Lawyer Vivian Tayebwa goes into hiding over links to LGBTQ activities

City Lawyer Vivian Tayebwa reportedly went into hiding after discovering that plans were finalized by Government to have her arrested and persecuted for promoting and practicing homosexuality (PHOTO/Courtesy).

KAMPALA, (UG): A Ugandan young lawyer, Vivian Tayebwa is in hiding after learning that plans were underway by authorities to arrest and persecute her for promoting and practising acts of homosexuality in the country.

A news report that first appeared on UgStandard (an online publication) indicates that the recently graduated lawyer and human rights activist has been protecting the rights of minority groups in Uganda.

Security sources say the city lawyer is now sought for practicing and aiding criminality.

Human rights advocates in Uganda say the harsh legislation promotes a “witch hunt” of sexual minorities, those who are perceived to be sexual minorities and anyone who offers them support.

The law has already sent many from the LGBTQ+ community into hiding.

The law also makes it a challenge for journalists in Uganda to freely cover such cases, fearing their reporting may be perceived by authorities as promotion of homosexuality.

After the new law came into force, Human Rights Watch criticized it, saying it “violates multiple fundamental rights guaranteed under Uganda’s constitution and breaks commitments made by the government as a signatory to a number of international human rights agreements.”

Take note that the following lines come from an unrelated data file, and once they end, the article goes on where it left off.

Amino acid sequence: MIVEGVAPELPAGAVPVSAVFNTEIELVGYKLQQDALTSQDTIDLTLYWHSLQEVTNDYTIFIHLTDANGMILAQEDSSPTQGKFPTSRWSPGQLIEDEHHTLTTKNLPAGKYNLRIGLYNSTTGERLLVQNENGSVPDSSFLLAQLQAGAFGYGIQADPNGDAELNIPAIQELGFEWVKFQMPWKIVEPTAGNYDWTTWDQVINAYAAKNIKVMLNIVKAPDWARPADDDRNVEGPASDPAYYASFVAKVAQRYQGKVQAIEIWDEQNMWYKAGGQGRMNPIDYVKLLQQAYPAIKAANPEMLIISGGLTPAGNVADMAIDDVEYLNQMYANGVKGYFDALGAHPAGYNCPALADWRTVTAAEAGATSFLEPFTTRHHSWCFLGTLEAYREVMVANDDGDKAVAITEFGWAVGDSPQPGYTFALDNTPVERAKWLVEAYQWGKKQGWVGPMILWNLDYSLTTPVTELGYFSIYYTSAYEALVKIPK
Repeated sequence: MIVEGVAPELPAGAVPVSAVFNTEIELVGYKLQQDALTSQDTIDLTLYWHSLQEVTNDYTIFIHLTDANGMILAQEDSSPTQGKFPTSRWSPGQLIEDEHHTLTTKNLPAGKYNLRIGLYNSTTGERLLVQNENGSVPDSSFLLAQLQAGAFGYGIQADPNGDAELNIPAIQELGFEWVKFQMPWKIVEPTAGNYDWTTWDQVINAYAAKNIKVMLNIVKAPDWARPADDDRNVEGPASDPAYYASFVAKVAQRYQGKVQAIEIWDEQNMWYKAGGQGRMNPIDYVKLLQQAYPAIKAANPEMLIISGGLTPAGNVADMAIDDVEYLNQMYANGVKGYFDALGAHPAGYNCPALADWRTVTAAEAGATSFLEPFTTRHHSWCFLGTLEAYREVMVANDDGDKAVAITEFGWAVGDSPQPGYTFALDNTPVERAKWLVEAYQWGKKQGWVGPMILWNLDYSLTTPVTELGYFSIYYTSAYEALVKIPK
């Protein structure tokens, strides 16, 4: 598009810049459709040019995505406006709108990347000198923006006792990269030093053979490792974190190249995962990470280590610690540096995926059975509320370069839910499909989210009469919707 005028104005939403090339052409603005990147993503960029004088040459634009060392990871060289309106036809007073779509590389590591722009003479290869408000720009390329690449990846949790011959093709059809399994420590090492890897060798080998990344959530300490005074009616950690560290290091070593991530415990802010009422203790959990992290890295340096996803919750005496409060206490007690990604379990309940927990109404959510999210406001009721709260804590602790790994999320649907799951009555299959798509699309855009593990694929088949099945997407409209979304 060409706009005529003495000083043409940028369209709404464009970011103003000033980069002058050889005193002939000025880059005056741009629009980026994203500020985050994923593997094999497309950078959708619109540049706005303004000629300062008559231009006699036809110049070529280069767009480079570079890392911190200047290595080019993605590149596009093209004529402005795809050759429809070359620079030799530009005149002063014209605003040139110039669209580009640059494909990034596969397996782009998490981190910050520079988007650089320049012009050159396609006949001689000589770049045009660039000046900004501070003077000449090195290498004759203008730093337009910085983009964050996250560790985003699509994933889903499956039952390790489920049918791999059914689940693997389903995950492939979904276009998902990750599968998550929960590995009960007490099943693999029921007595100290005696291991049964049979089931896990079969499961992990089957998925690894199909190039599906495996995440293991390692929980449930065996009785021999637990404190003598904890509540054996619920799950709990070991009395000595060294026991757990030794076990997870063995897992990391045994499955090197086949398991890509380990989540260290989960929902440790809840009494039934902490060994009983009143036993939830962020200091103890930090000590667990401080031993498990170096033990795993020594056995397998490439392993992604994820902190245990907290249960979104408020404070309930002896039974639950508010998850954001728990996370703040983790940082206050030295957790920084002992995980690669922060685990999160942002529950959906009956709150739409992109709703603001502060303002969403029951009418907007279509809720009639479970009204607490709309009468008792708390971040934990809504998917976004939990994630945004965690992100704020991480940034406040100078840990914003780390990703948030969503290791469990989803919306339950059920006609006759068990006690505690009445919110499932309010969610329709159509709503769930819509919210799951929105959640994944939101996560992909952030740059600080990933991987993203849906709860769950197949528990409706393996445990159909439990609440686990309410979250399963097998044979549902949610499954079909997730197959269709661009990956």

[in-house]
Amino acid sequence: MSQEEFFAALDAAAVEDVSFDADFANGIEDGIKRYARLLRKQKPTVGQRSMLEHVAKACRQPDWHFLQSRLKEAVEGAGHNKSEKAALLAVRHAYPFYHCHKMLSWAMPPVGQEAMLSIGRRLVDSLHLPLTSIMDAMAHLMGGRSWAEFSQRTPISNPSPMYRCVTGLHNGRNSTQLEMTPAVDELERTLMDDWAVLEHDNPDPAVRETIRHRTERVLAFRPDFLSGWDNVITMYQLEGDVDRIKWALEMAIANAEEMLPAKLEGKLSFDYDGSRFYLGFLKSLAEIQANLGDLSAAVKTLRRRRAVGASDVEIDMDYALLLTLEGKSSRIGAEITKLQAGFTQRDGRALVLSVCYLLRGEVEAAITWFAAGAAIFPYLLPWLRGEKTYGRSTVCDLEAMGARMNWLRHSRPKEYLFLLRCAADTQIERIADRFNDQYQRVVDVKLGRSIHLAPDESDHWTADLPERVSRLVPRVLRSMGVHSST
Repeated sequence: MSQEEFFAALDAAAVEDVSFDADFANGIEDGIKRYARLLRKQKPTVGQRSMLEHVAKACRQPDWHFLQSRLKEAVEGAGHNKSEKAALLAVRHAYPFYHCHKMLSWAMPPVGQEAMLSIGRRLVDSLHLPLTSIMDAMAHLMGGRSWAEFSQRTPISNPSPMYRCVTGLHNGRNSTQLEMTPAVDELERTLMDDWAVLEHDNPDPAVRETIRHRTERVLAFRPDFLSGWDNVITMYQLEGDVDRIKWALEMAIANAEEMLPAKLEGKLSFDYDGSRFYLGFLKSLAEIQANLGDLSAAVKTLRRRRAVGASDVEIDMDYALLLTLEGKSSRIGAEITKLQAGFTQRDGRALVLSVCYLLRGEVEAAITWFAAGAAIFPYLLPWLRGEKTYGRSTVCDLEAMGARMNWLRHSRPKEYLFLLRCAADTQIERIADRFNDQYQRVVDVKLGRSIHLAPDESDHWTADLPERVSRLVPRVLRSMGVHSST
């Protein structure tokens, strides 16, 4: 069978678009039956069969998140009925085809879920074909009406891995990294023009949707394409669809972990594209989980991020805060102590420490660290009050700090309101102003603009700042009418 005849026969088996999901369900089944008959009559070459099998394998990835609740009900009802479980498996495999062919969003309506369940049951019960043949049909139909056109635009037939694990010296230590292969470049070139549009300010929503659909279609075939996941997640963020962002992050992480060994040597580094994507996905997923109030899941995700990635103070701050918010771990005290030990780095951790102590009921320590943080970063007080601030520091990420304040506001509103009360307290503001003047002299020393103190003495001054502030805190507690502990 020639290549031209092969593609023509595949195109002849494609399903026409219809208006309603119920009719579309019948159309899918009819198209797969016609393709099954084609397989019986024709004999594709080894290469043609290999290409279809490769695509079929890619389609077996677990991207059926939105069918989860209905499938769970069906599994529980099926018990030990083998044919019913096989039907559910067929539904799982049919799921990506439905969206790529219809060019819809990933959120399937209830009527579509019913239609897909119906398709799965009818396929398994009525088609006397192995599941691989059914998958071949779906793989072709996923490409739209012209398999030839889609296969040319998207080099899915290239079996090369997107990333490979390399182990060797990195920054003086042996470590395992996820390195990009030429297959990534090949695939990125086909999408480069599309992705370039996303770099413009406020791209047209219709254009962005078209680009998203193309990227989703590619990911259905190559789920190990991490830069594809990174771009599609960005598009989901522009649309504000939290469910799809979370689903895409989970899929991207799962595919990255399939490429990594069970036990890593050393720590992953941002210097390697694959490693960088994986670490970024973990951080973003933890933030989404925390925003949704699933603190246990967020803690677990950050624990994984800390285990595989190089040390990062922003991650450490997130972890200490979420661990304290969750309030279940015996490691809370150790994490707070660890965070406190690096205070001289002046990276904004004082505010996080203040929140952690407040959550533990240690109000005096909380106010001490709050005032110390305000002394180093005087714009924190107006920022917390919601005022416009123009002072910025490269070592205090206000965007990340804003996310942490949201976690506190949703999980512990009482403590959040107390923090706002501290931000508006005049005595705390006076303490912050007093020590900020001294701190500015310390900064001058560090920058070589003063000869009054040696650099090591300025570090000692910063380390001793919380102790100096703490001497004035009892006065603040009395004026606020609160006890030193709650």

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Defying pressure from Western governments and rights organisations, Uganda in May enacted one of the world’s harshest laws targeting the LGBTQ community.

The legislation has been condemned by rights groups and other campaigners. A group of UN experts described the law as “an egregious violation of human rights”, while Amnesty International called it “draconian and overly broad”.

Four people have been charged under the law since its enactment and if arrested, Vivian will be among those to be prosecuted for helping gay people.

Uganda has not executed anyone in about 20 years, but capital punishment has not been abolished and President Yoweri Museveni threatened in 2018 to resume executions to stop a wave of crime.

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The law’s enactment three months ago drew widespread condemnation and threats of sanctions. Earlier this month, the World Bank suspended new public financing to Uganda in response to the law.

Homosexuality is criminalised in more than 30 of Africa’s 54 countries.

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